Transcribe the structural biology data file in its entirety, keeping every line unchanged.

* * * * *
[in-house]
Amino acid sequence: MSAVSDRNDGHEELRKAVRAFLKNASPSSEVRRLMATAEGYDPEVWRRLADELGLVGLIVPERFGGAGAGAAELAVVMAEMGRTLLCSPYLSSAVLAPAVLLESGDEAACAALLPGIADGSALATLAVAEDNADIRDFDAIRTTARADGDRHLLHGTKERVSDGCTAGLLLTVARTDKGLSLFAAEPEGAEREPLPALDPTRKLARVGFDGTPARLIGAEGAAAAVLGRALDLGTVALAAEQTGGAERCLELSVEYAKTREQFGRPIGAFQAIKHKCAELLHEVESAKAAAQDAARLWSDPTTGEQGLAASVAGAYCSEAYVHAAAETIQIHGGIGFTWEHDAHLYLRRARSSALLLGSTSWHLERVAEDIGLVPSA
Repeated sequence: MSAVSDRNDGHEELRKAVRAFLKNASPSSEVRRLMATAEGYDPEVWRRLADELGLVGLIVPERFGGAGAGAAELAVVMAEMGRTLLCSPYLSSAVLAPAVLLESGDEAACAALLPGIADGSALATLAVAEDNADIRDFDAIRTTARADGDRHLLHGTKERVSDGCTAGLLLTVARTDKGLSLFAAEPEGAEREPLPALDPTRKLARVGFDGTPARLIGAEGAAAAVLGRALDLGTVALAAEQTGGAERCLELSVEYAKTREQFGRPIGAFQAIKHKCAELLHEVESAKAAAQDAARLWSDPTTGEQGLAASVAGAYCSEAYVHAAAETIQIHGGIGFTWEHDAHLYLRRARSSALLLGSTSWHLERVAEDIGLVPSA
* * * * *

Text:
[in-house]
Amino acid sequence: MSAVSDRNDGHEELRKAVRAFLKNASPSSEVRRLMATAEGYDPEVWRRLADELGLVGLIVPERFGGAGAGAAELAVVMAEMGRTLLCSPYLSSAVLAPAVLLESGDEAACAALLPGIADGSALATLAVAEDNADIRDFDAIRTTARADGDRHLLHGTKERVSDGCTAGLLLTVARTDKGLSLFAAEPEGAEREPLPALDPTRKLARVGFDGTPARLIGAEGAAAAVLGRALDLGTVALAAEQTGGAERCLELSVEYAKTREQFGRPIGAFQAIKHKCAELLHEVESAKAAAQDAARLWSDPTTGEQGLAASVAGAYCSEAYVHAAAETIQIHGGIGFTWEHDAHLYLRRARSSALLLGSTSWHLERVAEDIGLVPSA
Repeated sequence: MSAVSDRNDGHEELRKAVRAFLKNASPSSEVRRLMATAEGYDPEVWRRLADELGLVGLIVPERFGGAGAGAAELAVVMAEMGRTLLCSPYLSSAVLAPAVLLESGDEAACAALLPGIADGSALATLAVAEDNADIRDFDAIRTTARADGDRHLLHGTKERVSDGCTAGLLLTVARTDKGLSLFAAEPEGAEREPLPALDPTRKLARVGFDGTPARLIGAEGAAAAVLGRALDLGTVALAAEQTGGAERCLELSVEYAKTREQFGRPIGAFQAIKHKCAELLHEVESAKAAAQDAARLWSDPTTGEQGLAASVAGAYCSEAYVHAAAETIQIHGGIGFTWEHDAHLYLRRARSSALLLGSTSWHLERVAEDIGLVPSA